LABELS: RCA Red Seal
WORKS: Also sprach Zarathustra; Eine Alpensinfonie; Ein Heldenleben; Don Juan; Symphonia domestica; Till Eulenspiegel; Tod und Verklärung; Macbeth; Rosenkavalier Suite
PERFORMER: Bavarian RSO/Lorin Maazel
CATALOGUE NO: 09026 63265 2 Reissue (1995-8)
RCA may well have shot itself in the foot with its packaging here. With five images of Maazel ranging from the posturing to the dignified, and none of Strauss, the presentation will probably appeal only to those members of the international set who place the Maestro on a pedestal above the music he conducts. No-one would regard this as the ideal Strauss collection, either: to qualify, an over-lacquered Rosenkavalier Suite and the inessential rhetoric of Macbeth – thrustingly delivered, at least – should have been replaced with that most tirelessly inventive of the tone-poems, Don Quixote, conspicuous by its absence. Two of these issues have appeared separately already, with an effortlessly coasted Zarathustra and a heady Don Juan cancelled out by a Symphonia Domestica in which Maazel stretches out the happy sentimentality to unacceptably mawkish dimensions.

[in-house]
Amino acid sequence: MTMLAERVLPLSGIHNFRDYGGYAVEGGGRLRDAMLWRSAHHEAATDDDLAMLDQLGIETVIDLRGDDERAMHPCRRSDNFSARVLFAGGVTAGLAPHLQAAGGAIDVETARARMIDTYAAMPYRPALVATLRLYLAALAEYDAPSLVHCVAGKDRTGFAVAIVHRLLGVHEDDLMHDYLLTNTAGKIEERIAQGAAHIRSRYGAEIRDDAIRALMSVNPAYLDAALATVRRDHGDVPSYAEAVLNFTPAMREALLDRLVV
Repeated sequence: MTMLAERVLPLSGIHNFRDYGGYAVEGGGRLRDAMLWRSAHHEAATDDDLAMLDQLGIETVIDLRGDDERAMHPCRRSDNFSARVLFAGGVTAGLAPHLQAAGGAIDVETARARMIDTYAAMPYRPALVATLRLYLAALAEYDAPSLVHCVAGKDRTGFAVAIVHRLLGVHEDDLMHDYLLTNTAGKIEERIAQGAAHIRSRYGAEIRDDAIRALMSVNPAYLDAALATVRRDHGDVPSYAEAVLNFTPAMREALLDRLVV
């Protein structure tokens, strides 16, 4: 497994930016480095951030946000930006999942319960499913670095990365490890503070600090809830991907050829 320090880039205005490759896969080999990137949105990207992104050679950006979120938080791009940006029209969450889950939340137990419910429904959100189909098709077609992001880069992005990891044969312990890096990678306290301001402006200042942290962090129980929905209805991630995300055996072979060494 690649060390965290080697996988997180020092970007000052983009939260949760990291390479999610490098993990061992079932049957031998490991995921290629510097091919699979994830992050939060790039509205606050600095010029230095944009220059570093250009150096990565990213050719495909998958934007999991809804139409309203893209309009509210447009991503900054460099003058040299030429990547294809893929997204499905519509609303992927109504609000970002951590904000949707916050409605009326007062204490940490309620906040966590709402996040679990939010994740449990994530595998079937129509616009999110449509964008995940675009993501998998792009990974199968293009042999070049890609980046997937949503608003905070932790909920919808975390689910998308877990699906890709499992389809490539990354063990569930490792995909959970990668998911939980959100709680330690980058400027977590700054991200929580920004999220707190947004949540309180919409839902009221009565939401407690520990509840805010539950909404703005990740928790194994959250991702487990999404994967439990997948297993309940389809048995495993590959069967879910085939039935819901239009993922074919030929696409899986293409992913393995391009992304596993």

Then, unexpectedly, he goes and pulls off that labour of love of which we know him to be occasionally capable these days. Last to be recorded in the series is the disc featuring a magnificent Alpine Symphony, gravely beautiful from the moment the mountain theme makes its first appearance, if deliberately short on human nuance; Maazel comes close to Mravinsky in favouring a Brucknerian objectivity in nature-worship. The way to the summit is perfectly paced – even a cheerful speed through Alpine pastures fits in without fuss – and the Epilogue, impeccably intoned by unison woodwind, runs Karajan close for sustained, solemn beauty. Digital mixing presumably best savoured on an expensive‘Dolby Surround’ system actually works miracles here in conventional stereo, for in this thickly scored work there is never a hint of harsh edges or trumpet overkill, and the many strands of alpine thicket and storm stand perfectly revealed. The other newcomer prefaces a Heldenleben rather more questionably subjected to Maazel’s broad stretches of aristocratic grandeur with a handsome Till Eulenspiegel in which the likeable Bavarian principals have a field-day. The employment of muted trumpets for both the hero’s summons to battle, incidentally, is bizarre. Neither of these discs has as yet been released separately; the Alpine Symphony should, and must, be allowed a life of its own.